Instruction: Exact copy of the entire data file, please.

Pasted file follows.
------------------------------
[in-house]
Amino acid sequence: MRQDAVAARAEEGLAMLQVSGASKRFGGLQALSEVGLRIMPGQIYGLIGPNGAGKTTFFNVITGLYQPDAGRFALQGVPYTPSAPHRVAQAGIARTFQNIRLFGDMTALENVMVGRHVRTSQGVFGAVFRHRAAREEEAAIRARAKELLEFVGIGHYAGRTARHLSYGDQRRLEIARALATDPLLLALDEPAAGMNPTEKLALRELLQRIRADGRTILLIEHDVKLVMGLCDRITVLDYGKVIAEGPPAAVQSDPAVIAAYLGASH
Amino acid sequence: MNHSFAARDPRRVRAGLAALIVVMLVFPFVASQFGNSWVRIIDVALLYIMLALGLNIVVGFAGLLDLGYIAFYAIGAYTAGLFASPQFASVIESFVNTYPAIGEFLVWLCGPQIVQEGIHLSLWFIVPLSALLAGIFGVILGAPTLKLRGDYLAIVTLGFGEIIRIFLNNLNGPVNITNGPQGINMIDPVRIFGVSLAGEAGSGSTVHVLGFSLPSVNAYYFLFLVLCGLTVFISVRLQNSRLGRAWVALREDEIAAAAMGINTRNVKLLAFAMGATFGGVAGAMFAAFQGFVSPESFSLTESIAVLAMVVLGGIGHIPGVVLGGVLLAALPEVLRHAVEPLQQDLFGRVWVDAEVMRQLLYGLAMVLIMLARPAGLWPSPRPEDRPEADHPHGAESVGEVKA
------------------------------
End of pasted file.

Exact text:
[in-house]
Amino acid sequence: MRQDAVAARAEEGLAMLQVSGASKRFGGLQALSEVGLRIMPGQIYGLIGPNGAGKTTFFNVITGLYQPDAGRFALQGVPYTPSAPHRVAQAGIARTFQNIRLFGDMTALENVMVGRHVRTSQGVFGAVFRHRAAREEEAAIRARAKELLEFVGIGHYAGRTARHLSYGDQRRLEIARALATDPLLLALDEPAAGMNPTEKLALRELLQRIRADGRTILLIEHDVKLVMGLCDRITVLDYGKVIAEGPPAAVQSDPAVIAAYLGASH
Amino acid sequence: MNHSFAARDPRRVRAGLAALIVVMLVFPFVASQFGNSWVRIIDVALLYIMLALGLNIVVGFAGLLDLGYIAFYAIGAYTAGLFASPQFASVIESFVNTYPAIGEFLVWLCGPQIVQEGIHLSLWFIVPLSALLAGIFGVILGAPTLKLRGDYLAIVTLGFGEIIRIFLNNLNGPVNITNGPQGINMIDPVRIFGVSLAGEAGSGSTVHVLGFSLPSVNAYYFLFLVLCGLTVFISVRLQNSRLGRAWVALREDEIAAAAMGINTRNVKLLAFAMGATFGGVAGAMFAAFQGFVSPESFSLTESIAVLAMVVLGGIGHIPGVVLGGVLLAALPEVLRHAVEPLQQDLFGRVWVDAEVMRQLLYGLAMVLIMLARPAGLWPSPRPEDRPEADHPHGAESVGEVKA